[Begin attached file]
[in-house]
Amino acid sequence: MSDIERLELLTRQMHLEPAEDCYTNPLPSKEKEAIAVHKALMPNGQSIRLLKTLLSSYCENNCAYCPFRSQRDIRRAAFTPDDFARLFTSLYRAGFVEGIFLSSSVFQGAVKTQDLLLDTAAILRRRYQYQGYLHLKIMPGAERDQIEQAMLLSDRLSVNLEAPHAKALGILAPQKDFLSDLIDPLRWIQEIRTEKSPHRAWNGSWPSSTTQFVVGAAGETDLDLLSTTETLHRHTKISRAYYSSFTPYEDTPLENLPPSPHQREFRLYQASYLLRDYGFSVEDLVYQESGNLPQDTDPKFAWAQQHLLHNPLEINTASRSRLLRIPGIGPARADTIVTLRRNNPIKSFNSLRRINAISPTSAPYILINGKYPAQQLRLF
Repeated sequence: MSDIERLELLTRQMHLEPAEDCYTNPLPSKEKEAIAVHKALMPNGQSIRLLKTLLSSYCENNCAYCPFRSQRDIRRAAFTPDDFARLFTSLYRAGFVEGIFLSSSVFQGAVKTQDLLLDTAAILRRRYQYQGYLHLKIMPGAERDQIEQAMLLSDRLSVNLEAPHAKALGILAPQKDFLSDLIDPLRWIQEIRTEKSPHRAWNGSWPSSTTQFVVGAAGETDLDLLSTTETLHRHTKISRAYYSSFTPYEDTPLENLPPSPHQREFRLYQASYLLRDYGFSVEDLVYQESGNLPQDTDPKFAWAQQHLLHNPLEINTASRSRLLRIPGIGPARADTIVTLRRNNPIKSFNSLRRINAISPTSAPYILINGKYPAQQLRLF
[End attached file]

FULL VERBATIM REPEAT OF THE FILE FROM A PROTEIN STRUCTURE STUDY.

[in-house]
Amino acid sequence: MSDIERLELLTRQMHLEPAEDCYTNPLPSKEKEAIAVHKALMPNGQSIRLLKTLLSSYCENNCAYCPFRSQRDIRRAAFTPDDFARLFTSLYRAGFVEGIFLSSSVFQGAVKTQDLLLDTAAILRRRYQYQGYLHLKIMPGAERDQIEQAMLLSDRLSVNLEAPHAKALGILAPQKDFLSDLIDPLRWIQEIRTEKSPHRAWNGSWPSSTTQFVVGAAGETDLDLLSTTETLHRHTKISRAYYSSFTPYEDTPLENLPPSPHQREFRLYQASYLLRDYGFSVEDLVYQESGNLPQDTDPKFAWAQQHLLHNPLEINTASRSRLLRIPGIGPARADTIVTLRRNNPIKSFNSLRRINAISPTSAPYILINGKYPAQQLRLF
Repeated sequence: MSDIERLELLTRQMHLEPAEDCYTNPLPSKEKEAIAVHKALMPNGQSIRLLKTLLSSYCENNCAYCPFRSQRDIRRAAFTPDDFARLFTSLYRAGFVEGIFLSSSVFQGAVKTQDLLLDTAAILRRRYQYQGYLHLKIMPGAERDQIEQAMLLSDRLSVNLEAPHAKALGILAPQKDFLSDLIDPLRWIQEIRTEKSPHRAWNGSWPSSTTQFVVGAAGETDLDLLSTTETLHRHTKISRAYYSSFTPYEDTPLENLPPSPHQREFRLYQASYLLRDYGFSVEDLVYQESGNLPQDTDPKFAWAQQHLLHNPLEINTASRSRLLRIPGIGPARADTIVTLRRNNPIKSFNSLRRINAISPTSAPYILINGKYPAQQLRLF